Mr. Chairman and Members of the Subcommittee, thank you for the opportunity to appear today to discuss the goals and accomplishments of NASA's Near Earth Objects (NEOs) Observation Program. The Subcommittee's invitation to testify identified a series of six questions, and I have structured my testimony around your specific concerns.
Question 1: Please describe NASA's NEO Program and the infrastructure and operations in place to support the ongoing Survey (e.g., use of observatories, survey processing and NEO databases, analysis of identified objects, research, and sensor development)?
To achieve NASA's stated goal of finding over 90% of the NEOs greater than one kilometer in diameter, the Agency's NEO Observation Program currently funds four survey teams that operate eight ground- based telescopes of mostly one meter class apertures essentially dedicated to the NEO search effort. Two of the teams are sponsored by the University of Arizona Lunar and Planetary Laboratory, Tucson, Arizona, one by Lowell Observatory in Flagstaff, Arizona, and one by the Massachusetts Institute of Technology Lincoln Laboratory. Each team conducts independent operations for 14 to 20 nights per month, as weather permits, avoiding approximately a week on either side of the full moon when the sky is too bright to detect these extremely dim objects from the ground.
All collected observations believed to be of known or previously unknown NEOs are sent to the international "clearinghouse" for small body observation data, the Minor Planet Center (MPC). The MPC maintains the database of observations and orbits on all known small bodies (asteroids, comets, dwarf planets, Kuiper Belt Objects (KBO), etc) in the Solar System under the sanction of the International Astronomical Union. It is hosted by the Smithsonian Astrophysical Observatory's Center for Astrophysics in Cambridge, Massachusetts, but is largely funded by NASA. The MPC verifies and validates the observations by determining if they are of an already known object (by comparing them to the known orbits), or are indeed a new discovery. The MPC then determines and publishes an initial orbit for the new discovery so that observatories world-wide may look for the object and confirm its existence. Sometimes it takes a few nights of additional observations to adequately determine, or "secure", the orbit of a new object so that it may be regularly observed.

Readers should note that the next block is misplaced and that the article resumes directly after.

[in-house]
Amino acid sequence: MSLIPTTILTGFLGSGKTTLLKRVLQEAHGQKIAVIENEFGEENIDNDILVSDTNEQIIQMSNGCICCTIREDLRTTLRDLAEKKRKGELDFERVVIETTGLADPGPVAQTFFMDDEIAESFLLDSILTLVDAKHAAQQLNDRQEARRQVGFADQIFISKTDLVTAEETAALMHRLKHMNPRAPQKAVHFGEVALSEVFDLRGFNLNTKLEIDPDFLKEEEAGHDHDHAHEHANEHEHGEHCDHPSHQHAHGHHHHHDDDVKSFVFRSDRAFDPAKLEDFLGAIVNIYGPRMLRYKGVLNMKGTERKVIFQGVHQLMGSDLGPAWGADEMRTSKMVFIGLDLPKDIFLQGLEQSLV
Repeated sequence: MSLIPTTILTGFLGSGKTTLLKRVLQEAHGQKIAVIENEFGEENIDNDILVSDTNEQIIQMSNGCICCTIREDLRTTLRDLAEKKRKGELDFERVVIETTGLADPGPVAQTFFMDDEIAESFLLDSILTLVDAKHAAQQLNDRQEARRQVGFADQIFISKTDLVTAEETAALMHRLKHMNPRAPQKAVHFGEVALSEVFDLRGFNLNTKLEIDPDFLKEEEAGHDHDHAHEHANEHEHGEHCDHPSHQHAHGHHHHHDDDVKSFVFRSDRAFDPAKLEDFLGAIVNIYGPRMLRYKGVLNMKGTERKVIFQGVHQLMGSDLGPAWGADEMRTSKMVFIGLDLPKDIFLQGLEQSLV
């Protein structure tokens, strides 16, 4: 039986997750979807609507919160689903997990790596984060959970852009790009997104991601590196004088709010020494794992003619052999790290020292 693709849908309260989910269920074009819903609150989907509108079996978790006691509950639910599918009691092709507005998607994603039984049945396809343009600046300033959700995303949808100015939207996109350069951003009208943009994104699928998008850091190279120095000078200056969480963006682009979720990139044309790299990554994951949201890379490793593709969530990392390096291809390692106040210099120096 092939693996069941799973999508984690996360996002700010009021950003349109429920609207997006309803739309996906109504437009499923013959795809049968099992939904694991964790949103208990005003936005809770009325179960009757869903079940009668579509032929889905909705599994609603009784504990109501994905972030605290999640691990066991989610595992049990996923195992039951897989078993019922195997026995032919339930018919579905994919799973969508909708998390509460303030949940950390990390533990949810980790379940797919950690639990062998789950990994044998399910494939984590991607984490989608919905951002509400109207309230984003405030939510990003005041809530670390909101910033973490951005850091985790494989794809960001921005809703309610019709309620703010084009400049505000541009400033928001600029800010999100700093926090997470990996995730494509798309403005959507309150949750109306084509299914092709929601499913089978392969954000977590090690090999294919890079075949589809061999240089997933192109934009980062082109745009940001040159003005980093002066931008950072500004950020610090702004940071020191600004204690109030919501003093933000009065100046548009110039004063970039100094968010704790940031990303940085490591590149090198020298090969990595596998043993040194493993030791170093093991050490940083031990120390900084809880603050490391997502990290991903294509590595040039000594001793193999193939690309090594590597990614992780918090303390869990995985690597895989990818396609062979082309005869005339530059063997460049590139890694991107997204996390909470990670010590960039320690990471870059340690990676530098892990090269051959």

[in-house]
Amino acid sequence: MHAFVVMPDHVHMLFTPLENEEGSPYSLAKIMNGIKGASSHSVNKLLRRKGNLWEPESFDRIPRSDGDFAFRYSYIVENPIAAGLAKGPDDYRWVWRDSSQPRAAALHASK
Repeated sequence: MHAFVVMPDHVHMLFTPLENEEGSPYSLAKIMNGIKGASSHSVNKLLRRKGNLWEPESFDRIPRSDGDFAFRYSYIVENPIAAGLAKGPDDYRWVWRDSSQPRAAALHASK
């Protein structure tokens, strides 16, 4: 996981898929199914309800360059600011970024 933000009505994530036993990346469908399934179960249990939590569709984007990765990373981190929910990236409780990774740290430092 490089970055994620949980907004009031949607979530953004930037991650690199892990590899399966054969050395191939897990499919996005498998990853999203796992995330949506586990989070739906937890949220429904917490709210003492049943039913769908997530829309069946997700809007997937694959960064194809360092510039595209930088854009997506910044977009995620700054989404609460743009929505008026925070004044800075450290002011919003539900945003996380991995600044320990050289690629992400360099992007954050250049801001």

Once a new object's orbit is secured, its potential for impacting the Earth is assessed. Well over 99% of all objects discovered (which also include Main Belt Asteroids, comets, Trojans, Centaurs and KBOs) have no potential for Earth impact even over many millennia, but the small fraction which do are tagged as Potentially Hazardous Objects (PHOs). More detailed and refined analysis of a PHO's orbit is conducted by NASA's NEO Program Office at the Jet Propulsion Laboratory in Pasadena, California, which also aids in coordinating the activities and operations of NASA's NEO projects. Observations on PHOs are automatically forwarded to JPL and their orbits updated with high precision analysis to determine a level of probability of the object impacting the Earth in the next 100 to 200 years. The results of this analysis is constantly updated and published on the NEO Program website at http://neo.jpl.nasa.gov .
Since the program's inception in 1998, NASA has funded over $30M in NEO search efforts using funds from the Science Mission Directorate's Research and Analysis program. To date, these efforts have found the vast majority of the 724 one-kilometer Near Earth Asteroids and 64 Earth approaching comets now known, as well as the 4,128 known smaller NEOs. At the current discovery rate, we will have found about 50 more NEOs larger than one kilometer by the end of 2008, bringing us very close to achieving our 90% goal, measured against the current estimate of about 940 total one-kilometer objects. This work has retired the majority of the risk that Earth could be struck by a large asteroid in the foreseeable future.